Wolf-Williams FW05 chassis #3, raced by Jacky Ickx and latterly Arturo Merzario at the fateful 1976 German Grand Prix, has come up for sale
The Williams FW05 slices an intersection from three individuals and teams; Frank Williams, Lord Hesketh and Walter Wolf. It’s 1975. Hesketh Racing announce that, without sponsorship, the doors were to close. Coincidentally, Wolf had joined forces with and his Formula 1 team and, only too aware of Hesketh’s departure from F1, Wolf purchased Hesketh Racing’s remaining 308C chassis tubs and the accompanying designs.
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Dubbed ‘FW05’, the first two vehicles were Hesketh builds, with chassis #03 built by Williams. First racing through the second half of a difficult season in 1976, chassis #03 debuted with the French Grand Prix, with veteran F1 pedaller and then-three-time Le Mans winner Jacky Ickx behind the wheel, finishing in 10th place.
The next race was not so kind to Ickx, failing to qualify for the British Grand Prix at Brands Hatch. It was to be the last time Ickx piloted the vehicle, with Chris Amon later brought in as his replacement at Wolf's behest. Chassis #03 instead passed to his team-mate, Arturo Merzario, for the German Grand Prix.
Merzario's first run in the FW05 on the Nürburgring was ultimately defined by Niki Lauda’s near-fatal accident. Both Harald Ertl and Brett Lunger collided with Lauda’s wreckage before diving to Niki’s rescue, with Merzario not far behind, grinding the FW05 to a halt before aiding the rescue effort. Merzario was credited with helping extract Lauda from the wreckage and saving his life as a result.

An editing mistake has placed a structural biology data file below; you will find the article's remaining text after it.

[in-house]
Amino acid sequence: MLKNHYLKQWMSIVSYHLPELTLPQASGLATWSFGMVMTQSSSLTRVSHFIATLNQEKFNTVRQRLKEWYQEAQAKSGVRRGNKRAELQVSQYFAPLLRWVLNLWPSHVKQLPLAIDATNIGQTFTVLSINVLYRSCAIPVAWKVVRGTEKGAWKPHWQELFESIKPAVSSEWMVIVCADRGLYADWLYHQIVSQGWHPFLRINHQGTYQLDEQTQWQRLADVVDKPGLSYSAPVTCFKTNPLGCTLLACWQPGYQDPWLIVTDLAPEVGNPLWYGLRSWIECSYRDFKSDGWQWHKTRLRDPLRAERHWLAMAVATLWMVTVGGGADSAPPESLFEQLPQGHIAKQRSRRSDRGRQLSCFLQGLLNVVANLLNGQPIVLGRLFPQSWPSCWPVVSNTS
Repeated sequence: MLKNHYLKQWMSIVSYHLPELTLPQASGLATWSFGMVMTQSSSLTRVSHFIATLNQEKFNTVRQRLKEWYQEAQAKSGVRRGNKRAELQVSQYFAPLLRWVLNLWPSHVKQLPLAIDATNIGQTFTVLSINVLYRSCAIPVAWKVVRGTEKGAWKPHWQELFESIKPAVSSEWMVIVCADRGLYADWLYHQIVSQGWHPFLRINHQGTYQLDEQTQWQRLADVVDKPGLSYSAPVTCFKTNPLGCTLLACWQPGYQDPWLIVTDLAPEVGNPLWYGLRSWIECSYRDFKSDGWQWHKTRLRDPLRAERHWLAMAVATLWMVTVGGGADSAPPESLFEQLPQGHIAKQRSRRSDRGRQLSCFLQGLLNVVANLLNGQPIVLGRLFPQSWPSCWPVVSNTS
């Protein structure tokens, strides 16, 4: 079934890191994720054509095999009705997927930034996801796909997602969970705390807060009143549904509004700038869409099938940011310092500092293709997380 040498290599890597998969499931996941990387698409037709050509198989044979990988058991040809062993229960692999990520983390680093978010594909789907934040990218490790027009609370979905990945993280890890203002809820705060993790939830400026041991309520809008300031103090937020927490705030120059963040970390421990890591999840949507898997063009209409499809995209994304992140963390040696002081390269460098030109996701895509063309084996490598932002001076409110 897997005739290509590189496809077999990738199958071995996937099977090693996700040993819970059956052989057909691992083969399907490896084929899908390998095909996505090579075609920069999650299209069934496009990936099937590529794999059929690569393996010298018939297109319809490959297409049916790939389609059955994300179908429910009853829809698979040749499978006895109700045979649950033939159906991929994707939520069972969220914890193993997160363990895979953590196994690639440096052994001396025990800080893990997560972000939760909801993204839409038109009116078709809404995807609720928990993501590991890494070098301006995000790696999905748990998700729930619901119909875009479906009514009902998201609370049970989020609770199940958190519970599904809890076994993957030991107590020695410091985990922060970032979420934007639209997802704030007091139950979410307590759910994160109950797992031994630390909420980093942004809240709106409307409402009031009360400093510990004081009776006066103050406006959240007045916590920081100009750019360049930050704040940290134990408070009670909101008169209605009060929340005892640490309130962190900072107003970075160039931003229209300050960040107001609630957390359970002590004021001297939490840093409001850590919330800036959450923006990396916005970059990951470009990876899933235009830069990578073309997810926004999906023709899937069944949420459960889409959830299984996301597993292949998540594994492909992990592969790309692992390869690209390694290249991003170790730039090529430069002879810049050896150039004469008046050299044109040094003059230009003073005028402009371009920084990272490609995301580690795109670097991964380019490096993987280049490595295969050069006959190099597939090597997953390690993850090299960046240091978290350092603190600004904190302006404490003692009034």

Merzario and chassis #03 returned to the track with the Austrian Grand Prix, but results didn’t improve, the car and driver pair never managing to complete a race. Qualifying 19th for the season finale in Japan, Merzario plugged through the torrential downpour before having to retire with gearbox issues after 23 laps. This would be chassis #03’s last Formula 1 grand prix.
Following a rough year, the FW05 was sold to private ownership and was campaigned in the British ShellSport International Championship and its successor, the Aurora AFX Championship. Automotive stories often come full circle, this F05 included. Lord Hesketh bought the racer from Cooper – alongside chassis #02 – after the 1978 season, refinishing them in Hesketh’s white, red and blue livery.
Soon sold to classic car dealer Malcolm Cube, the two vehicles were split up, with chassis #02 dispatched to Germany and #03 bought by historic racer John Fulston. He kept the vehicle for several years before selling the well-used machine to Chris Ball – who raced the Williams (still masquerading as a Hesketh) during the HSCC's September 1985 meeting, finishing 6th overall.
Between 1990 and 2005, FW05 chassis #03 was little used but rebuilt and restored to its former glory thereafter, including the proper Williams livery and identity. It first appeared in concours condition in Monaco during 2008, returning to the track for classic racing events – including a handful of demonstration laps during the Grand Prix de Monaco Historique by Formula 1 race winner Riccardo Patrese.
It's not a championship winner, not a race winner, but with its rebuild appears to be in fine fettle, and can still claim an interesting if short grand prix career. Up for grabs at €625,000 ($711,000, £557,000), if you can stump up the cash, you’ve not just bought yourself an investment, but a fully-fledged racer ready to hit the FIA Masters Historic F1 series and other classic events on the 2019 calendar. Get a closer look at the 1976 Williams FW05 here.